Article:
On Thursday, the European leaders agreed to task the European Commission with creating a recovery fund to stimulate European economies in the light of the COVID-19 outbreak. Additionally, European Council President Michel called for the European Commission to conduct a study on member states’ needs and challenges.
I have been reading about the “corona bonds”, shared debt and solidarity for weeks now. Will the member states agree on mutualised debt or not? What will the hawkish Northern member states say? Most importantly – what will Germany say? Many previously held debates and arguments from the last financial crisis are being reused; demonstrating how little has changed in the last decade.
Thus, I actually look forward to reading these assessments on how the pandemic has affected European economies and societies. It will be refreshing and will directly address the current times.
Yet, there is a larger lesson to be highlighted here. In recent weeks, Southern member states have used a number of tactics to gain support for the idea of mutualised debt. For example, President Macron warned that an inability to agree will mean the end of the European project. Prime Minister Conte used guilt to enforce European solidarity. However, none of them addressed any of the most important questions – what are the needs and how will the potential money, whatever way acquired, be used?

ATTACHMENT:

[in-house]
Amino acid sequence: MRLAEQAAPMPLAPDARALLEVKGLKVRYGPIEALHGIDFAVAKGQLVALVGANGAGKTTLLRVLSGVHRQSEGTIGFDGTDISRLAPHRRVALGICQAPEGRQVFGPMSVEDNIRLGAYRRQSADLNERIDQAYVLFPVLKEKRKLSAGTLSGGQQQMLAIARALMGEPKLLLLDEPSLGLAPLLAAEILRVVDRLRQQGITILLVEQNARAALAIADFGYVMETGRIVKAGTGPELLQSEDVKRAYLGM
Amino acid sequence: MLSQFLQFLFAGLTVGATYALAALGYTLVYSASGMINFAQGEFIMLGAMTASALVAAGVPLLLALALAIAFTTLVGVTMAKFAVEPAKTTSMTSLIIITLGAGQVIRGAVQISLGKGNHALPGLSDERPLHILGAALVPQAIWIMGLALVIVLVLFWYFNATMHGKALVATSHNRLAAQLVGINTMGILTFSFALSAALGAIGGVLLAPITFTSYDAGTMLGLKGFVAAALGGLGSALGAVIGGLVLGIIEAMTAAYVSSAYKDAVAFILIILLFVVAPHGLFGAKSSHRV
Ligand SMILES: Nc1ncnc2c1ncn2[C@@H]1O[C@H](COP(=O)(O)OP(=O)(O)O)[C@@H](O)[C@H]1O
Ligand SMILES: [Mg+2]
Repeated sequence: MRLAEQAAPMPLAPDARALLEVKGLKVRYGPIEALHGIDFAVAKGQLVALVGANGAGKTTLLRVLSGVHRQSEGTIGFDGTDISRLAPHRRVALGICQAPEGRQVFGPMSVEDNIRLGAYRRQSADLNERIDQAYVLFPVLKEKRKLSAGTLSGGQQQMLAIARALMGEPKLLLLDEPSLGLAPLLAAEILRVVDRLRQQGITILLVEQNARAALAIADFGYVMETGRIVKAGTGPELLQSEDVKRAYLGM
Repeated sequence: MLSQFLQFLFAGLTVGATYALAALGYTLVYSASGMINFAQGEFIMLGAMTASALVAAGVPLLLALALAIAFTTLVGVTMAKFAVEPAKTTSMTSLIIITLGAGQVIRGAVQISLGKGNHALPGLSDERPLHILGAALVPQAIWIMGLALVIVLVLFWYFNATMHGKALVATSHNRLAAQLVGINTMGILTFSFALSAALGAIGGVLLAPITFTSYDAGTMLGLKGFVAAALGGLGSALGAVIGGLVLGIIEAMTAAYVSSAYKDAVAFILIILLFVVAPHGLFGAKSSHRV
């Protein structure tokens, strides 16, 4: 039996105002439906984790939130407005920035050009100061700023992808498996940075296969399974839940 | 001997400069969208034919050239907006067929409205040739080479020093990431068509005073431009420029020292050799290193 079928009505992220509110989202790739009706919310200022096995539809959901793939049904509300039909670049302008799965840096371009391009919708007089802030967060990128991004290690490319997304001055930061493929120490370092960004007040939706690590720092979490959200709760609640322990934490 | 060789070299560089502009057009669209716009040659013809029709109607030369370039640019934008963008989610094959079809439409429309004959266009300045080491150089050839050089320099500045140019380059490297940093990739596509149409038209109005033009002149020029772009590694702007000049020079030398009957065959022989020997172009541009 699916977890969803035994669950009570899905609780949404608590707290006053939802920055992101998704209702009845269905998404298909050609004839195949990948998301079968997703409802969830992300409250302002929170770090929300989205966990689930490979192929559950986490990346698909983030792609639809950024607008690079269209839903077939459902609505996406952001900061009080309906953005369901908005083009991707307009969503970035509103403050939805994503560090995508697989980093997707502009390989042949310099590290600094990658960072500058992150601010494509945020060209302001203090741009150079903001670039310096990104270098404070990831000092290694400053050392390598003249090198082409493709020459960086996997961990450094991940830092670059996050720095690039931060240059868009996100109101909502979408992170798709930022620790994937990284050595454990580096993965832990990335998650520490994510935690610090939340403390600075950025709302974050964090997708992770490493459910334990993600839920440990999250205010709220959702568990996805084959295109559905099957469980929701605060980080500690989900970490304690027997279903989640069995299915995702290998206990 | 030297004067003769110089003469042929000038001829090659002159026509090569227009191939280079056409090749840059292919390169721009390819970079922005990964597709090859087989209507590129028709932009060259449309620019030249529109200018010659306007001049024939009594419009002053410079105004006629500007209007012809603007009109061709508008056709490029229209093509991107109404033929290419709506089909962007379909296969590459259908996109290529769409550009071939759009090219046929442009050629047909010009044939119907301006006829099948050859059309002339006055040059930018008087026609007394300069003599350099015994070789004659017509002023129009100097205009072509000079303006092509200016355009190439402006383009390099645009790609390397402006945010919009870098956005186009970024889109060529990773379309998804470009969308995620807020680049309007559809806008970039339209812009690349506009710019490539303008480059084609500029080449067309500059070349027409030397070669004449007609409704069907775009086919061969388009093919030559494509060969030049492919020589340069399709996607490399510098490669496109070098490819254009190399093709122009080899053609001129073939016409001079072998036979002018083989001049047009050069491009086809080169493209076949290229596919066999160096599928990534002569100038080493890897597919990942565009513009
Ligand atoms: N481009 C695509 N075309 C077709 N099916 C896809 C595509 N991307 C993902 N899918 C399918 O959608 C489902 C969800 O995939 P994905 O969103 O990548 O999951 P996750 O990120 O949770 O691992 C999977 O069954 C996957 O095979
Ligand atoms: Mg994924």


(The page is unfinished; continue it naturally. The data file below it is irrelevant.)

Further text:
For example, if “corona bonds” would be agreed upon – what would Italy use it for? How is Italy going to use it to onset economic growth? Where are the bottlenecks and what areas are a priority?
For the Northern member states, refusing to agree to shared debt is a question of principle on the one hand, and risk on the other. However, it is also a practical question.
Imagine being a teenager and asking for money from your parent. An immediate reply you hear back is: “What for?”
The Southern countries, especially Italy and France, must understand that if they want to have an effective and fruitful conversation with the Northern member states, they need to present a plan. A power-point presentation with SWOT-analysis would make the Northern member states listen and engage. It is unlikely to make the Northern countries bend on fundamental matters such as shared debt, but it would be a much more productive and less bitter conversation to begin with.
So, as a 13-year old teenager, if you want to go to the movies, you have to have your reason (all my friends are going), cost (15€ with popcorn and drinks) and timing (Saturday, from 13:00-16:00) ready. After all, no parent is going to give you money just because.